This is just the kind of sinner that God accepts.  He has no truck with the Pharisee who stands in prayer, lauding his own character and boasting of his superiority to other men.  It was, said Jesus, the publican who smote upon his breast and pleaded for mercy based upon God’s gratuitous grace alone, who went down to his house justified.  That parable furnishes the perfect commentary upon the principle which Paul is here enunciating.  The publican had no works of virtue which he could plead before God; all he could do was stand in shame, confessing his own vileness.  And yet, his case was infinitely better than the proud Pharisee who thought himself right with God because of his own exact obedience to the law.  God is a God Who justifies the ungodly!  This is the marvel of marvels, and the one which ought to fill the heart of every believer with joy unspeakable and full of glory.  It would only be compatible with human reason to imagine that God justified men who were trying hard, doing good, and living exemplary lives.  Yet, in the role of the saints, we see many who were as black as the soot of hell with sin, translated from the power of darkness and into the kingdom of God’s dear Son.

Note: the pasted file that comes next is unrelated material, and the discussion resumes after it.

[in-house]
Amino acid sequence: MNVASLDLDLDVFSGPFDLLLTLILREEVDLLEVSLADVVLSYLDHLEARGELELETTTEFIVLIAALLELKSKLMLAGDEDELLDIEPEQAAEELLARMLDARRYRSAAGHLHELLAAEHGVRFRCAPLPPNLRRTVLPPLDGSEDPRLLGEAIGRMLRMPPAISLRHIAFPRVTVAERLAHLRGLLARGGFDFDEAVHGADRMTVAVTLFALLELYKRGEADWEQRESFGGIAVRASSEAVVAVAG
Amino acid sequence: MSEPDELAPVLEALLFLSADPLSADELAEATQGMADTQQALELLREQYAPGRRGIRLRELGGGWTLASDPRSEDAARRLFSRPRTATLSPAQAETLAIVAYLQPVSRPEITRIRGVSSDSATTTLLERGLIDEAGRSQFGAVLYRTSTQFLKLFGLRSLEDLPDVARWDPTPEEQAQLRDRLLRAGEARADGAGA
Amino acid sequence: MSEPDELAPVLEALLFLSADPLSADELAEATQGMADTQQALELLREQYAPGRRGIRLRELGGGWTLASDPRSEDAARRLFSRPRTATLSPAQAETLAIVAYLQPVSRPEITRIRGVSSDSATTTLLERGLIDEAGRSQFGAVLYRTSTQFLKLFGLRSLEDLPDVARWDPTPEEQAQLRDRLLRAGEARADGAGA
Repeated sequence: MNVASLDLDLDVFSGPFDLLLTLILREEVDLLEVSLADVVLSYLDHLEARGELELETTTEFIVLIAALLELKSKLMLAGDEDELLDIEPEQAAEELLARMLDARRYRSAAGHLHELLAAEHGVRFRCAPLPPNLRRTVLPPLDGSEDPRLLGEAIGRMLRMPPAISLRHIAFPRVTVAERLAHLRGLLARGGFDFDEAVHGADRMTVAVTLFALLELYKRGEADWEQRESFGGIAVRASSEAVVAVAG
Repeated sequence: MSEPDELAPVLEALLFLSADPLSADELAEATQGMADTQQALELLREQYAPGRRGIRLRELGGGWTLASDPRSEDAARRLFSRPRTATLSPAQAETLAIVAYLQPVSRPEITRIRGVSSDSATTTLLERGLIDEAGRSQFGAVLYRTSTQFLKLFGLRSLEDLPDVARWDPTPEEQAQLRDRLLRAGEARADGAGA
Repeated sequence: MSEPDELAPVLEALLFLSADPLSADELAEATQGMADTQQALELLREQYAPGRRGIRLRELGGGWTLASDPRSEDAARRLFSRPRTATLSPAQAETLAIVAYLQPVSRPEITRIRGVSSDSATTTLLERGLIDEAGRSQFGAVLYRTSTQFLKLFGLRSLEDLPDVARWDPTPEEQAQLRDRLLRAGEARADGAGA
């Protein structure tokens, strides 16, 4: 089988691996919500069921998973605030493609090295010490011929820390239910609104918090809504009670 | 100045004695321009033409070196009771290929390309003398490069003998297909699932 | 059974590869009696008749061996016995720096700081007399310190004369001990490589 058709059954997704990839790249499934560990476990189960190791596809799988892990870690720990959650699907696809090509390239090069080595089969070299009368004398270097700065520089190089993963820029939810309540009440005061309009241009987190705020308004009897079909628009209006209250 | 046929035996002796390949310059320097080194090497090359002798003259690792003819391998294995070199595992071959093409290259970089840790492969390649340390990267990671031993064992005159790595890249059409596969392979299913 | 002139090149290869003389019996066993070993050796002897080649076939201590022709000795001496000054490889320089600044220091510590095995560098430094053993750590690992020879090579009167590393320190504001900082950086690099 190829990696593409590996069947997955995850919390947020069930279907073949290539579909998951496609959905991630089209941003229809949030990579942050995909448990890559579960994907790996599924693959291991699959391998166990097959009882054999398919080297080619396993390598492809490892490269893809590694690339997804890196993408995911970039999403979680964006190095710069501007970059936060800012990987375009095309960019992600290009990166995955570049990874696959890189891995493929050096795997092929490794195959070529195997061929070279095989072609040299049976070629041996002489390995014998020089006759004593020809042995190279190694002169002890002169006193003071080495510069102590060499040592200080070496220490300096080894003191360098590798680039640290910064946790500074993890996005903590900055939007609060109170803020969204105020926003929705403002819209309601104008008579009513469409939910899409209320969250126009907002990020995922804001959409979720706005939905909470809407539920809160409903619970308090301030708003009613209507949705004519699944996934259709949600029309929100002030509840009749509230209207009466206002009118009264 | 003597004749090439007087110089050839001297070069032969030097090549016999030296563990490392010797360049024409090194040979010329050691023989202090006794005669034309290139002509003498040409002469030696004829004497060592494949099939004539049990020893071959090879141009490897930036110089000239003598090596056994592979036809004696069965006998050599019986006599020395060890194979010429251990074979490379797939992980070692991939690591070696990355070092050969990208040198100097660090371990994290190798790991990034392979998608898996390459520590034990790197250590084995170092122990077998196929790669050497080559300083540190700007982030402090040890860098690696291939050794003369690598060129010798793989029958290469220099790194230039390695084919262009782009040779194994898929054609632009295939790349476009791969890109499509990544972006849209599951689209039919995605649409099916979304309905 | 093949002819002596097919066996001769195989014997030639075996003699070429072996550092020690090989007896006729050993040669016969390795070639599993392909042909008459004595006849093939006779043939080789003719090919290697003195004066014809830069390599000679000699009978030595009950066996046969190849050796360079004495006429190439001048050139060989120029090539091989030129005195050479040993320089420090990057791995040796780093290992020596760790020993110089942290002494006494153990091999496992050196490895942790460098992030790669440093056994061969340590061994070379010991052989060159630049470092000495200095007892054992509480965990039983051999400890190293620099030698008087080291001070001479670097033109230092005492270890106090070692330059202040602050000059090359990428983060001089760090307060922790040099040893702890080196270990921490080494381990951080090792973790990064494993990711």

This very principle demolishes forever all worksmongering religion.  Any and every doctrine purporting itself to be Christian, which teaches that a man must live up to some standard of obedience to either obtain or attain justification, is here annihilated once and for all time.  Rome is the chief offender at this point, though admittedly she has many imitators of varying stripes.  The Pope’s doctrine is that a person is justified from original sin through baptism, but must live a holy life by the assistance of the Holy Spirit in order to maintain a state of justification.  The commission of a mortal sin deprives a person of the grace of God, and it can only be regained through rigorous submission to the exacting requirements of Mother Church.  It is strange that Paul the apostle knew nothing of any such concept.  He simply states that God justifies ungodly sinners, for no other reason than that they believe His promises.  Just like in the case of Abraham, that faith is counted for righteousness; or, if we may speak more precisely, the object upon which that faith attaches itself, is counted as righteousness; for, as we shall find in the 5th chapter, it is the obedience of Christ, in which our faith rests, which is the believer’s righteousness before God.

 

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